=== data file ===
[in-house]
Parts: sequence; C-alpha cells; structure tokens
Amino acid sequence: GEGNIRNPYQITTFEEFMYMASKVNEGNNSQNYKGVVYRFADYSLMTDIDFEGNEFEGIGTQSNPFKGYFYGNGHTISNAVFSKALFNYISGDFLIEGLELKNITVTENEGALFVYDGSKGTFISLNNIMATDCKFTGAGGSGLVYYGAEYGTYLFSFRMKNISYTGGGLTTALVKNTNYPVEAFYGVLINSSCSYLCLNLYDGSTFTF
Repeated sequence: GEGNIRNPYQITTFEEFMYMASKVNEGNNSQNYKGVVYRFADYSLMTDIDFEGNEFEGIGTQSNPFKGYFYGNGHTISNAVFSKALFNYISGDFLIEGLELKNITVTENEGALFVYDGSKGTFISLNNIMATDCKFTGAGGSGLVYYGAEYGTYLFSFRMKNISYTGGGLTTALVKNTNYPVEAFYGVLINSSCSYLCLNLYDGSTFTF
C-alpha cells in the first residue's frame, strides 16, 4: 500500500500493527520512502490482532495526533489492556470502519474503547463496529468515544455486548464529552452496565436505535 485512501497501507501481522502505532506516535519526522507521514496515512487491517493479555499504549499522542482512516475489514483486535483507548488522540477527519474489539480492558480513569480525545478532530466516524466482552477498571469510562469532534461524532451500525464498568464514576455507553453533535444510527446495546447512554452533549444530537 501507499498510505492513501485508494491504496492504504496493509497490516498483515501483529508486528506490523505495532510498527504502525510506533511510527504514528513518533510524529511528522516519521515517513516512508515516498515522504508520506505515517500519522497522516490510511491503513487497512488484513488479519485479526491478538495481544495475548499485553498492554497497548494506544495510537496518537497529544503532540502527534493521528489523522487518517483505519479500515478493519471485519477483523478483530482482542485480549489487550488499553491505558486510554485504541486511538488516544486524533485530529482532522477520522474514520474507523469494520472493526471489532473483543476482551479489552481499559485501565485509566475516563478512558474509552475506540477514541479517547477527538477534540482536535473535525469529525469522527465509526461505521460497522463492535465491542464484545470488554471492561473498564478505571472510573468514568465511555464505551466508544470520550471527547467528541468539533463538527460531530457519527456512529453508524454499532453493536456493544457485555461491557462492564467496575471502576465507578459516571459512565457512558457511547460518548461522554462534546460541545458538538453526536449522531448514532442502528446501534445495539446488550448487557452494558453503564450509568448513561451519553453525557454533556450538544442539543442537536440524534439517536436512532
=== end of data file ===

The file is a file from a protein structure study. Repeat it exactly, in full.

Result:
[in-house]
Parts: sequence; C-alpha cells; structure tokens
Amino acid sequence: GEGNIRNPYQITTFEEFMYMASKVNEGNNSQNYKGVVYRFADYSLMTDIDFEGNEFEGIGTQSNPFKGYFYGNGHTISNAVFSKALFNYISGDFLIEGLELKNITVTENEGALFVYDGSKGTFISLNNIMATDCKFTGAGGSGLVYYGAEYGTYLFSFRMKNISYTGGGLTTALVKNTNYPVEAFYGVLINSSCSYLCLNLYDGSTFTF
Repeated sequence: GEGNIRNPYQITTFEEFMYMASKVNEGNNSQNYKGVVYRFADYSLMTDIDFEGNEFEGIGTQSNPFKGYFYGNGHTISNAVFSKALFNYISGDFLIEGLELKNITVTENEGALFVYDGSKGTFISLNNIMATDCKFTGAGGSGLVYYGAEYGTYLFSFRMKNISYTGGGLTTALVKNTNYPVEAFYGVLINSSCSYLCLNLYDGSTFTF
C-alpha cells in the first residue's frame, strides 16, 4: 500500500500493527520512502490482532495526533489492556470502519474503547463496529468515544455486548464529552452496565436505535 485512501497501507501481522502505532506516535519526522507521514496515512487491517493479555499504549499522542482512516475489514483486535483507548488522540477527519474489539480492558480513569480525545478532530466516524466482552477498571469510562469532534461524532451500525464498568464514576455507553453533535444510527446495546447512554452533549444530537 501507499498510505492513501485508494491504496492504504496493509497490516498483515501483529508486528506490523505495532510498527504502525510506533511510527504514528513518533510524529511528522516519521515517513516512508515516498515522504508520506505515517500519522497522516490510511491503513487497512488484513488479519485479526491478538495481544495475548499485553498492554497497548494506544495510537496518537497529544503532540502527534493521528489523522487518517483505519479500515478493519471485519477483523478483530482482542485480549489487550488499553491505558486510554485504541486511538488516544486524533485530529482532522477520522474514520474507523469494520472493526471489532473483543476482551479489552481499559485501565485509566475516563478512558474509552475506540477514541479517547477527538477534540482536535473535525469529525469522527465509526461505521460497522463492535465491542464484545470488554471492561473498564478505571472510573468514568465511555464505551466508544470520550471527547467528541468539533463538527460531530457519527456512529453508524454499532453493536456493544457485555461491557462492564467496575471502576465507578459516571459512565457512558457511547460518548461522554462534546460541545458538538453526536449522531448514532442502528446501534445495539446488550448487557452494558453503564450509568448513561451519553453525557454533556450538544442539543442537536440524534439517536436512532